Cottonwood and the River of Time

On Trees, Evolution, and Society

Reinhard F. Stettler

  • Published: July 2015
  • Subject Listing: Nature and Environment
  • Bibliographic information: 288 pp., 39 illus., 6 x 9 in.
  • Territorial rights: World Rights
  • Contents

Cottonwood and the River of Time looks at some of the approaches scientists have used to unravel the puzzles of the natural world. With a lifetime of work in forestry and genetics to guide him, Reinhard Stettler celebrates both what has been learned and what still remains a mystery as he examines not only cottonwoods but also trees more generally, their evolution, and their relationship to society.

Cottonwoods flourish on the verge, near streams and rivers. Their life cycle is closely attuned to the river's natural dynamics. An ever-changing floodplain keeps generating new opportunities for these pioneers to settle and prepare the ground for new species. Perpetual change is the story of cottonwoods - but in a broader sense, the story of all trees and all kinds of life. Through the long parade of generation after generation, as rivers meander and glaciers advance and retreat, trees have adapted and persisted, some for thousands of years. How do they do this? And more urgently, what lessons can we learn from the study of trees to preserve and manage our forests for an uncertain future?

In his search for answers, Stettler moves from the floodplain of a West Cascade river, where seedlings compete for a foothold, to mountain slopes, where aspens reveal their genetic differences in colorful displays; from the workshops of Renaissance artists who painted their masterpieces on poplar to labs where geneticists have recently succeeded in sequencing a cottonwood's genome; from the intensively cultivated tree plantations along the Columbia to old-growth forests challenged by global warming.

Natural selection and adaptation, the comparable advantages and disadvantages of sexual versus asexual reproduction, the history of plant domestication, and the purposes, risks, and potential benefits of genetic engineering are a few of the many chapters in this story. By offering lessons in how nature works, as well as how science can help us understand it, Cottonwood and the River of Time illuminates connections between the physical, biological, and social worlds.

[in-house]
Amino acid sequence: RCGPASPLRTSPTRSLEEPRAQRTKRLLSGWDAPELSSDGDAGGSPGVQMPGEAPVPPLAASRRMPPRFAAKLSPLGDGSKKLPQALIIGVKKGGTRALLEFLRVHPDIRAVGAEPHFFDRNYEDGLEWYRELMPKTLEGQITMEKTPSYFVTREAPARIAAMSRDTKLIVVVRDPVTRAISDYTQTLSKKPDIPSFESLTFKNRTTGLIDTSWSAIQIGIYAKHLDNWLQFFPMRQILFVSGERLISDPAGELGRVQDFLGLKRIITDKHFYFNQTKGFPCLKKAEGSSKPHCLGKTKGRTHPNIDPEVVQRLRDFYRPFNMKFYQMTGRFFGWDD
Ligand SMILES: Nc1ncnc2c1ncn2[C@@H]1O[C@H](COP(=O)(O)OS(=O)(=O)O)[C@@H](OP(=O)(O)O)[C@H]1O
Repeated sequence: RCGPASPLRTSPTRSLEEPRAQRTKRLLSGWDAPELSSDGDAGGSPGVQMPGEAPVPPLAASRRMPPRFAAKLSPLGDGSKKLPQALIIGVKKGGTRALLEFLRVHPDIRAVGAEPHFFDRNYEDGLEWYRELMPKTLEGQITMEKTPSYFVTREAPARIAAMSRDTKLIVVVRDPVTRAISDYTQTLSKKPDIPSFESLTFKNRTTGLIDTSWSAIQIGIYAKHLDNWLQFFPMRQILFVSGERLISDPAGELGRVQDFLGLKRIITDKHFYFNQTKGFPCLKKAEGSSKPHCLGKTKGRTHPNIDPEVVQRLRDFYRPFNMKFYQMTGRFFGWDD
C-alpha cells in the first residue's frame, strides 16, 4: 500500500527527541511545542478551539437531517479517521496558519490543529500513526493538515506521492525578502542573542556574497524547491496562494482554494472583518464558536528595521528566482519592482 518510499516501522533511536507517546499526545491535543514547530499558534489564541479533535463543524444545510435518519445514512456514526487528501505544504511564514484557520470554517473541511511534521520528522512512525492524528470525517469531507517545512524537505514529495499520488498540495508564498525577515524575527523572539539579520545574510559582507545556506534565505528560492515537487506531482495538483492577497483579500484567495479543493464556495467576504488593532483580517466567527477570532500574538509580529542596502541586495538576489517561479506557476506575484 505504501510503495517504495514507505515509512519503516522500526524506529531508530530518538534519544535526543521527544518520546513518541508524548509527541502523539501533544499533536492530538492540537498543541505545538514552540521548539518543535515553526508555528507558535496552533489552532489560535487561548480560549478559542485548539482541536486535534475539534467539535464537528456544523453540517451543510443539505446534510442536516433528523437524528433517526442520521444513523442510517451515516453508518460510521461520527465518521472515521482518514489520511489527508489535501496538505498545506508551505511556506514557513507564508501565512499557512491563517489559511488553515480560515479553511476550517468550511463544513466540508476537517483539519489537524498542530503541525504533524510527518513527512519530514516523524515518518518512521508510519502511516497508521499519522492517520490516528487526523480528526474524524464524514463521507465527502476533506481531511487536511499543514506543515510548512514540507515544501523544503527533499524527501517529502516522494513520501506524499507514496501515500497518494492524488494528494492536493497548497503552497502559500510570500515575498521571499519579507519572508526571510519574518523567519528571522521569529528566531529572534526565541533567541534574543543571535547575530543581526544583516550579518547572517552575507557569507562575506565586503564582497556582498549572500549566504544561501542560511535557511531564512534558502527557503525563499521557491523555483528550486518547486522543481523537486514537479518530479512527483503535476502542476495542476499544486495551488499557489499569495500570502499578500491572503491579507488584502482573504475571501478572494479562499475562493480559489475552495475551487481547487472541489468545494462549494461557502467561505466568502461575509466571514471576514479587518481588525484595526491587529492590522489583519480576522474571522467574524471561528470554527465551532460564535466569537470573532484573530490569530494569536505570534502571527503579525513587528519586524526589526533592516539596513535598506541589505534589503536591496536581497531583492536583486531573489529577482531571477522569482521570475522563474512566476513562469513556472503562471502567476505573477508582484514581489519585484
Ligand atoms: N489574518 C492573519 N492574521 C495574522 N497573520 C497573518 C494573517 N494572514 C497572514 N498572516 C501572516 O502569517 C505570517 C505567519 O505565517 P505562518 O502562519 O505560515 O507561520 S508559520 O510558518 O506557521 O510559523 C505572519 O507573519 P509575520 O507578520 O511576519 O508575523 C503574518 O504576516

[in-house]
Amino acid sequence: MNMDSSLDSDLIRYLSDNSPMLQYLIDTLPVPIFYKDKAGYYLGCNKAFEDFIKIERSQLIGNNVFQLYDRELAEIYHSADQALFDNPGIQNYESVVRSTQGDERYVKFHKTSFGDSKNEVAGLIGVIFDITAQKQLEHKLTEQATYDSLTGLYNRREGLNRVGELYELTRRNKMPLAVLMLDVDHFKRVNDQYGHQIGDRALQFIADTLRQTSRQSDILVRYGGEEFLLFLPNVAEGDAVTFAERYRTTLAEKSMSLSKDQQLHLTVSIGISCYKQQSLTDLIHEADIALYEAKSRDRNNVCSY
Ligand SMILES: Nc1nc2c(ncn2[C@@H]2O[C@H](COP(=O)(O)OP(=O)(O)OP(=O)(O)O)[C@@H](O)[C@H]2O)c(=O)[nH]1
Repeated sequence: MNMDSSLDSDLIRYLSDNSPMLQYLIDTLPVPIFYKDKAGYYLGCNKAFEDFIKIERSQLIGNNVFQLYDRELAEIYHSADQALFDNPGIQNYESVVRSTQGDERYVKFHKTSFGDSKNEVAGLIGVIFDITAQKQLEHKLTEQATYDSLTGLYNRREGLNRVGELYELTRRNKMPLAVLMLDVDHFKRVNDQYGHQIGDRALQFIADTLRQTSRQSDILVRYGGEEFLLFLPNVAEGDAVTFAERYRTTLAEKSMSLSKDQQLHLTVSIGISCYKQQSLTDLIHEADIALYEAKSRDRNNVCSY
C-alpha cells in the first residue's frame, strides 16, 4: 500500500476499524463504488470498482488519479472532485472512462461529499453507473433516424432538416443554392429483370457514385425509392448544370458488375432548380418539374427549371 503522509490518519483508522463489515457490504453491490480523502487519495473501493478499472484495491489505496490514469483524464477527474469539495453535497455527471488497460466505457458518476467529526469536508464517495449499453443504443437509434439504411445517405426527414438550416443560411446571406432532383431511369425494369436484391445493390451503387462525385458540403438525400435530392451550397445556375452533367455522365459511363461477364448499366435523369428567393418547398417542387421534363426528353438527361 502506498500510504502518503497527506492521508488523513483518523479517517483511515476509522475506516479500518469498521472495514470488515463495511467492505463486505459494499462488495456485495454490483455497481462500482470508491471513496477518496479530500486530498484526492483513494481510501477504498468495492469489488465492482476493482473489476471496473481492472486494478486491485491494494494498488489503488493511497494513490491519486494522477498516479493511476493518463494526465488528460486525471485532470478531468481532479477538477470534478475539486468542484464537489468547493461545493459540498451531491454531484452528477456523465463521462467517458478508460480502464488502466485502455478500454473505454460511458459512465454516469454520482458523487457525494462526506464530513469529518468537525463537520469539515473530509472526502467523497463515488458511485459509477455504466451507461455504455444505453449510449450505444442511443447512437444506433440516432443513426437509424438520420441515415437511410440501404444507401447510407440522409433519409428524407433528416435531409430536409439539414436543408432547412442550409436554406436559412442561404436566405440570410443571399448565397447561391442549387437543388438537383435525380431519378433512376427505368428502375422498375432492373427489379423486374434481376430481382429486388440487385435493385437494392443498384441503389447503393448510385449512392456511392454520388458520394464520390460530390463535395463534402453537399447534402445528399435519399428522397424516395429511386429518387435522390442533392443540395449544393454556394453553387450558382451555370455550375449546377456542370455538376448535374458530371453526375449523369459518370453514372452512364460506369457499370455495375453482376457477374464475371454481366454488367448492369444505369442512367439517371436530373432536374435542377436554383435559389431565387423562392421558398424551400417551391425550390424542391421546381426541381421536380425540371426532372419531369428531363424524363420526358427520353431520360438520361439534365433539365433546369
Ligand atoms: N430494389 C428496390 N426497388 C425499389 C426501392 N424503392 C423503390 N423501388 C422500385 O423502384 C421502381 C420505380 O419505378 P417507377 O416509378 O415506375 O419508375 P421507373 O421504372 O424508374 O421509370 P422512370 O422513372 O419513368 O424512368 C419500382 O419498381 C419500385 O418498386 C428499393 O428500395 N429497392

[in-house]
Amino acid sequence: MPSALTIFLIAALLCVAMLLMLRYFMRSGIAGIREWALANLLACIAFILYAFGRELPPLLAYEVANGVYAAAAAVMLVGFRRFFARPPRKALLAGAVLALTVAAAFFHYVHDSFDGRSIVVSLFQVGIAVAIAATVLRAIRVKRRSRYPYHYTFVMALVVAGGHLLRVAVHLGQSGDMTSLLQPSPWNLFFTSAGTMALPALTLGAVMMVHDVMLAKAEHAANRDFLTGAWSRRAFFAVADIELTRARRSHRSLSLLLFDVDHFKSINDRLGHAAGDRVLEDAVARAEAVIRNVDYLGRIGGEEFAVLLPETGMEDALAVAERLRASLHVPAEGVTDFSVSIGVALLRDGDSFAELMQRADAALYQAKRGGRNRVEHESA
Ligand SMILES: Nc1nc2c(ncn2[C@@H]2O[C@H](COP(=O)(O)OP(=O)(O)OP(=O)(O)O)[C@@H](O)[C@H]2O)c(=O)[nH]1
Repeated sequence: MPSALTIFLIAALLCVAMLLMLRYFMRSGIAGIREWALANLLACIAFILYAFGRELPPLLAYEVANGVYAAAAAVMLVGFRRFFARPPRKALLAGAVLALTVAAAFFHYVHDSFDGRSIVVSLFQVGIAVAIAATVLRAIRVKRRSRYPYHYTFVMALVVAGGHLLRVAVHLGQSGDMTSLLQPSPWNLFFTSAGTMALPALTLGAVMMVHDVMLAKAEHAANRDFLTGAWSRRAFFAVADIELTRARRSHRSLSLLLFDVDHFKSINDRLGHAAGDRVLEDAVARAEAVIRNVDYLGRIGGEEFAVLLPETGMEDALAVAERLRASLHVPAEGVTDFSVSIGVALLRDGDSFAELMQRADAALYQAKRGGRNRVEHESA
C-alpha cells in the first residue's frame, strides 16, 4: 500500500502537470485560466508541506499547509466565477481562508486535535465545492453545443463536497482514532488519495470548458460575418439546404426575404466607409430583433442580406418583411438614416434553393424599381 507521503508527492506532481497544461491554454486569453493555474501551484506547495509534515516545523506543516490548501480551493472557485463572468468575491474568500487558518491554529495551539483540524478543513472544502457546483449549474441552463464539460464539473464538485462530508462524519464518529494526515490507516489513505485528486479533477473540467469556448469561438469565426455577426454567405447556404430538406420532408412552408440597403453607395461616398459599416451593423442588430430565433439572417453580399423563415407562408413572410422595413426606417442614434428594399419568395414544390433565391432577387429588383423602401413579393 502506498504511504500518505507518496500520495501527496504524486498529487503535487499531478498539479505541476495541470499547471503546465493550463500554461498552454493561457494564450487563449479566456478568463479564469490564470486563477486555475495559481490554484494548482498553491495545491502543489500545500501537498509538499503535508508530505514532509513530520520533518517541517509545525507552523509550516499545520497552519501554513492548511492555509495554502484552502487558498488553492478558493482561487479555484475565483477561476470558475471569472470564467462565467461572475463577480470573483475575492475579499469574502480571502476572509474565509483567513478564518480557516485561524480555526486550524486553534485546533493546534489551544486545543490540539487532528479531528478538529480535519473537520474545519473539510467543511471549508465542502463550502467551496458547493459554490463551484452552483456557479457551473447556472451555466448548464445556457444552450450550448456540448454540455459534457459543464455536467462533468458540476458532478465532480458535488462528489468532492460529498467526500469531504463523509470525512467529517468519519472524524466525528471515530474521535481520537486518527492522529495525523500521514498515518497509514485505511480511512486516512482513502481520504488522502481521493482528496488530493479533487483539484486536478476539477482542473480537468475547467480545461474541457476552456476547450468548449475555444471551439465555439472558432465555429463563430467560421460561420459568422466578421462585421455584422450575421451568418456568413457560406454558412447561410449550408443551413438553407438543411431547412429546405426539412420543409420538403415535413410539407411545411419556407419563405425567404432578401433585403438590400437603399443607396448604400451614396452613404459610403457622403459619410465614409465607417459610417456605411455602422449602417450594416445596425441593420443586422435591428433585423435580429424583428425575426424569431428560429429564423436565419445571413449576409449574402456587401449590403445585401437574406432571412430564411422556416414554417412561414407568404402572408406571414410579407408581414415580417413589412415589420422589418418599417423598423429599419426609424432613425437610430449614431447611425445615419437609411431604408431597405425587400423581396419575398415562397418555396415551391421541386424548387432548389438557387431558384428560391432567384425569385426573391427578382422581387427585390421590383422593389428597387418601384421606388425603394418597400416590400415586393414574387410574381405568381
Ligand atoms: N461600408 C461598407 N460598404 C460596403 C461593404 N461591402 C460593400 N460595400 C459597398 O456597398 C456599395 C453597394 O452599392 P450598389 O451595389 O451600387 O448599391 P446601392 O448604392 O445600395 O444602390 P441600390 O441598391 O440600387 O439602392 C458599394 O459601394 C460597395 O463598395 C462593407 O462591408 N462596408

Reinhard F. Stettler is professor emeritus of forestry at the University of Washington.
Preface and Acknowledgments

Part I: The Tree and the River
1. The Tree
2. The River
3. Regeneration
4. Water and Nutrient Relations
5. Perpetuate and Proliferate!

Part II: Variation and Variability
6. Clones
7. Why Sex?
8. Password?
9. Natural Hybridization

Part III: From Species to Populations to Genes
10. Common Gardens
11. Transplanted Trees
12. Getting Closer to the Genes
13. Migrant Trees
14. Adaptation and Its Limits

Part IV: Trees and Society
15. Changing Rivers - Changing Landscapes
16. The Dawn of Agriculture
17. The Farmer's Trees
18. From Farmers' Trees to Tree Farms
19. Poplar - A Model Tree
20. Tree Genomics and Beyond
21. Between Old Growth and Plantations
22. The Essence of Trees
23. Outlook


"Reinhard Stettler, Professor Emeritus of forestry at University of Washington, caps his career by describing his deep respect for trees in Cottonwood and the River of Time."
-The Oregon Quarterly

"Reading this unique book is akin to sitting down with a world-renowned scientist and hearing a story filled with scientific facts about the natural history, ecology, and genetics of cottonwoods. The story that unfolds is not necessarily linear, but is certainly appealing to anyone interested in the natural history of trees. There are witty anecdotes and quaint illustrations throughout, adding to the overall charm of the book. Recommended."